It wasn’t until ten years ago that solar energy became affordable, accessible and popular. The technology before then, along with the exorbitant cost of research and development, not to mention the materials used, inhibited the widespread use of the technology. Reviews of solar technology are at an all-time high amidst today’s influx of tax incentives and worry regarding the increasingly worsening effects of climate change. Affordable renewable energy, specifically solar power, could not come at a better time. Maybe an earlier intro into the market would be more beneficial but I digress.
Most authorities, solar reviews, and internet blogs will tell you that using solar energy is good for the environment. More accurately, it has the most potential to be a “green” energy source. One reason is that solar output, the panels’ main source of power, is almost always predictable. I say the main source since there are solar panels being developed that get power from sources other than the sun, like the rain for example. Well, the sun’s output is regular and has few annual variations. It is at minimum at sunrise, maximum when the sun is at its zenith, then goes down again to a minimum at sunset. Needless to say, there is no solar output at night, except in certain locations and times so we will not be discussing those.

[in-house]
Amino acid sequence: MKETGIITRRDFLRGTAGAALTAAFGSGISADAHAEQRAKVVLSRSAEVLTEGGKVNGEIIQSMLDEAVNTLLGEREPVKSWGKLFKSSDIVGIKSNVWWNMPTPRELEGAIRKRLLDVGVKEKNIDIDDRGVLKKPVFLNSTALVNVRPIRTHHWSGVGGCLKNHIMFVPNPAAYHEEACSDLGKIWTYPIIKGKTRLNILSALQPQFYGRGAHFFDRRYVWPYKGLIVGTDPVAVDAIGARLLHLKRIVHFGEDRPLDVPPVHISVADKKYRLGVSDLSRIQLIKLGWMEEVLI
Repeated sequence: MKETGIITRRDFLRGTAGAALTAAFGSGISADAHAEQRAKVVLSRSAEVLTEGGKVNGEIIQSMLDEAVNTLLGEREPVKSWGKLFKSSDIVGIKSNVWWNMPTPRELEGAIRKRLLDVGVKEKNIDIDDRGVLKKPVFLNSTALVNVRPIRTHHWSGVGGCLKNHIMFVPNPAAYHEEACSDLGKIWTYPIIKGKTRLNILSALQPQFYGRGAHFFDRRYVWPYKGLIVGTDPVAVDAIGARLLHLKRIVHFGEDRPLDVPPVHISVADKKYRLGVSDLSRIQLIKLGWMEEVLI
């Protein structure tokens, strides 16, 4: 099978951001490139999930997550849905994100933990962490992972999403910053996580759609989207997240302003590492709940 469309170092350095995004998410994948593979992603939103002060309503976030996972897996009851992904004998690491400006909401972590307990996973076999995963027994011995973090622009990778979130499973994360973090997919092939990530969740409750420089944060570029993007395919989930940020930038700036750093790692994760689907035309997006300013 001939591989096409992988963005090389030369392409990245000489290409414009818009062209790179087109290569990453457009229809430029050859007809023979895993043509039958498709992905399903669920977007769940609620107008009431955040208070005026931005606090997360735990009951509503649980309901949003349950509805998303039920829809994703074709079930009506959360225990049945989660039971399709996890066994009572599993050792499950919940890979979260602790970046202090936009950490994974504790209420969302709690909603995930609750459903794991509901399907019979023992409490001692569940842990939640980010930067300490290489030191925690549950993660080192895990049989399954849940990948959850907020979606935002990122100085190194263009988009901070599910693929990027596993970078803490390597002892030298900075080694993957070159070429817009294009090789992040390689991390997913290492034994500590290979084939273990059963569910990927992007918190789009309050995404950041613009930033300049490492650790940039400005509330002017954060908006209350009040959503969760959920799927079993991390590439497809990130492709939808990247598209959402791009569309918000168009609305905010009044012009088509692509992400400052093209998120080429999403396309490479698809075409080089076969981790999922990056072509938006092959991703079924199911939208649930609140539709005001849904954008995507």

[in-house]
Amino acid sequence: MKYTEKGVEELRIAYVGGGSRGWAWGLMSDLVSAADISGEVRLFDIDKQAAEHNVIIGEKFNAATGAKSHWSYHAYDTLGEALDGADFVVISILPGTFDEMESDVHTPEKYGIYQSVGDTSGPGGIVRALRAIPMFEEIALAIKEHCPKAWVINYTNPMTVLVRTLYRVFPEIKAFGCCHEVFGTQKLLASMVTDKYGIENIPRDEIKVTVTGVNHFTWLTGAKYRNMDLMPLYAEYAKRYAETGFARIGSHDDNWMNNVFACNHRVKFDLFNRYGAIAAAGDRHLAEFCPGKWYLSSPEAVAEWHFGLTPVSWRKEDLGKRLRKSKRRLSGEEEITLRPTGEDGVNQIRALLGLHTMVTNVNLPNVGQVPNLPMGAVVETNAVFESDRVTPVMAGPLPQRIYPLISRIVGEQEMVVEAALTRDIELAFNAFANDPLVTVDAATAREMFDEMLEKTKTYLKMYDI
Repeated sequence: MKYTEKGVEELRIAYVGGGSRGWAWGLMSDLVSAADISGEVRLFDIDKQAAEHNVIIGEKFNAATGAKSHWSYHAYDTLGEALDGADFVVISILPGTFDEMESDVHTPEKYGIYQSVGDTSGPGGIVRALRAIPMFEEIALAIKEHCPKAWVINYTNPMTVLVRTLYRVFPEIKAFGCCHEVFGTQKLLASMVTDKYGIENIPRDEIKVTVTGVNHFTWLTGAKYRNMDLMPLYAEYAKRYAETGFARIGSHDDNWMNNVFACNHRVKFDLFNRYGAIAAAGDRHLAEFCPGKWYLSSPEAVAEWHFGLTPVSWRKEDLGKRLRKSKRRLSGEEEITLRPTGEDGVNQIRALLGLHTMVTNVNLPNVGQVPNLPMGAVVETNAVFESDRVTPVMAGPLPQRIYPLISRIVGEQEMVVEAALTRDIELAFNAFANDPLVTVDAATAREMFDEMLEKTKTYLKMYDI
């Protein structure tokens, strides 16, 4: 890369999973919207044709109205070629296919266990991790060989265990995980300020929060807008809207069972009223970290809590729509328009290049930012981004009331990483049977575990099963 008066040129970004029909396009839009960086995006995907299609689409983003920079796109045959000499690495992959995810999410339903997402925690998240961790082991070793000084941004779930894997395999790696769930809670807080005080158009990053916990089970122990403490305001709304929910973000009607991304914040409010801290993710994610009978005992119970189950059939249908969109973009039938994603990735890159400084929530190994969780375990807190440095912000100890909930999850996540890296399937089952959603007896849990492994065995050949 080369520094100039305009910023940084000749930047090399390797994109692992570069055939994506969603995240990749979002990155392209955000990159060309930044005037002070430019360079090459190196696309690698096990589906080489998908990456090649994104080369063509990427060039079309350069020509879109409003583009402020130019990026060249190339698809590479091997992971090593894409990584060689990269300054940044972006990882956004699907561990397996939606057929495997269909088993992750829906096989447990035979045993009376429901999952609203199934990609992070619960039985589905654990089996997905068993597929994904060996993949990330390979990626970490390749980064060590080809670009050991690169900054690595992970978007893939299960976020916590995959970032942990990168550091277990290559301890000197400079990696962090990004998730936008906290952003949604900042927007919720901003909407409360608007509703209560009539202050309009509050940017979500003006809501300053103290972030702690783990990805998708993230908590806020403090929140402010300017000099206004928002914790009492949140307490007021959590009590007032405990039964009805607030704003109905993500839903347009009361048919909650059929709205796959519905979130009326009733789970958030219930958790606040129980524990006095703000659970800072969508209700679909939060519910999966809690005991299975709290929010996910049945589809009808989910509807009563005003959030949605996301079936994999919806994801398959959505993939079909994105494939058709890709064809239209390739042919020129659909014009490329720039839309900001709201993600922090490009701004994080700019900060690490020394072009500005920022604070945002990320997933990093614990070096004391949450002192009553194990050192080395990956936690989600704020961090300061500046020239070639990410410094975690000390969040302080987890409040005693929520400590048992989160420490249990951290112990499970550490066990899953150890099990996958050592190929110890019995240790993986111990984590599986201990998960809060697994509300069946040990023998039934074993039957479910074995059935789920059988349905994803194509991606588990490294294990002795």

This regularity will make it possible for us to use power-intensive devices when solar output peaks then gradually ease down when solar output wanes. When enough consumers are consistent with their electricity usage, it’s possible then to lower the output of power plants, thereby reducing resource consumption and carbon emissions. It is estimated that the annual reduction of carbon emissions for solar energy users is more than 35,000 pounds. You would need to plant at least 88 trees to counter that much carbon dioxide in a year.
This regularity also makes solar energy a non-volatile energy source, when compared to other sources such as coal or natural gas. These are limited, non-renewable resources and as such, have different market prices throughout a single day. And fossil fuels can only jack up their prices as natural sources dry up. The best alternative, then, is a consistently priced energy source that costs nothing more than the price of the equipment, installation, minimal after-sales service, and insurance.
When you think of a desert, you immediately bombard yourself with images of barren, hot sand surfaces, more glass than anything because of the heat of the sun baking the unprotected land. You can also think of it another way. Imagine solar panel assemblies lining the part of the desert with the least shifting sand to bury it and you have a very good way to use underutilized land. The energy generated by even a few square kilometers of solar panels on deserts can power entire cities. Plus, this energy can be kept in storage devices to be used when necessary. Any excess energy generated can then be used at a future day when conditions are less than optimal.
Solar power has a large potential to be the future of energy. Developing the correct technology and protocols to use that energy becomes crucial in making sure that we don’t waste this chance. Soleeva helps in creating this world with safe solar technology for all, so this opportunity doesn’t become a perpetual hazard and regret.